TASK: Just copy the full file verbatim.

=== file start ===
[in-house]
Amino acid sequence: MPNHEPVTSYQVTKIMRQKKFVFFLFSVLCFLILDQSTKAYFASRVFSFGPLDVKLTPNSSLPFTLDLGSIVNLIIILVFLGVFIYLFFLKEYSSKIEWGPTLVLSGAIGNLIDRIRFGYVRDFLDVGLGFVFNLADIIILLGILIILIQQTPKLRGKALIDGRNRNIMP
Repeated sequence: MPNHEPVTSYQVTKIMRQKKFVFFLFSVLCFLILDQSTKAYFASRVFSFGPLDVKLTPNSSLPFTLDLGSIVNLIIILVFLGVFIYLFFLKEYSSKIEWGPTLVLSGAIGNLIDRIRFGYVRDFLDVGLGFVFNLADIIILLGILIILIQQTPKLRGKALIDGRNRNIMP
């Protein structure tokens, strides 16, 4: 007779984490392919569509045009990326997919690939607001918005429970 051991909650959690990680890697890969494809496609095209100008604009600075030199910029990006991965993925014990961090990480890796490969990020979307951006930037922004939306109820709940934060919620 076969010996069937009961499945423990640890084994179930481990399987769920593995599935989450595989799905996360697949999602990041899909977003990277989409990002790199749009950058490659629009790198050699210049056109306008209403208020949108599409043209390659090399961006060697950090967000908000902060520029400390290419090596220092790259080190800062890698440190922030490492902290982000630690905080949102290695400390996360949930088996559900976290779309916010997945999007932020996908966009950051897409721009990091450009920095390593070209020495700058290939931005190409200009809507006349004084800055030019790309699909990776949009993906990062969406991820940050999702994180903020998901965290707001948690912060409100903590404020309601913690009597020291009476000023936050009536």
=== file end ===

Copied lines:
[in-house]
Amino acid sequence: MPNHEPVTSYQVTKIMRQKKFVFFLFSVLCFLILDQSTKAYFASRVFSFGPLDVKLTPNSSLPFTLDLGSIVNLIIILVFLGVFIYLFFLKEYSSKIEWGPTLVLSGAIGNLIDRIRFGYVRDFLDVGLGFVFNLADIIILLGILIILIQQTPKLRGKALIDGRNRNIMP
Repeated sequence: MPNHEPVTSYQVTKIMRQKKFVFFLFSVLCFLILDQSTKAYFASRVFSFGPLDVKLTPNSSLPFTLDLGSIVNLIIILVFLGVFIYLFFLKEYSSKIEWGPTLVLSGAIGNLIDRIRFGYVRDFLDVGLGFVFNLADIIILLGILIILIQQTPKLRGKALIDGRNRNIMP
């Protein structure tokens, strides 16, 4: 007779984490392919569509045009990326997919690939607001918005429970 051991909650959690990680890697890969494809496609095209100008604009600075030199910029990006991965993925014990961090990480890796490969990020979307951006930037922004939306109820709940934060919620 076969010996069937009961499945423990640890084994179930481990399987769920593995599935989450595989799905996360697949999602990041899909977003990277989409990002790199749009950058490659629009790198050699210049056109306008209403208020949108599409043209390659090399961006060697950090967000908000902060520029400390290419090596220092790259080190800062890698440190922030490492902290982000630690905080949102290695400390996360949930088996559900976290779309916010997945999007932020996908966009950051897409721009990091450009920095390593070209020495700058290939931005190409200009809507006349004084800055030019790309699909990776949009993906990062969406991820940050999702994180903020998901965290707001948690912060409100903590404020309601913690009597020291009476000023936050009536």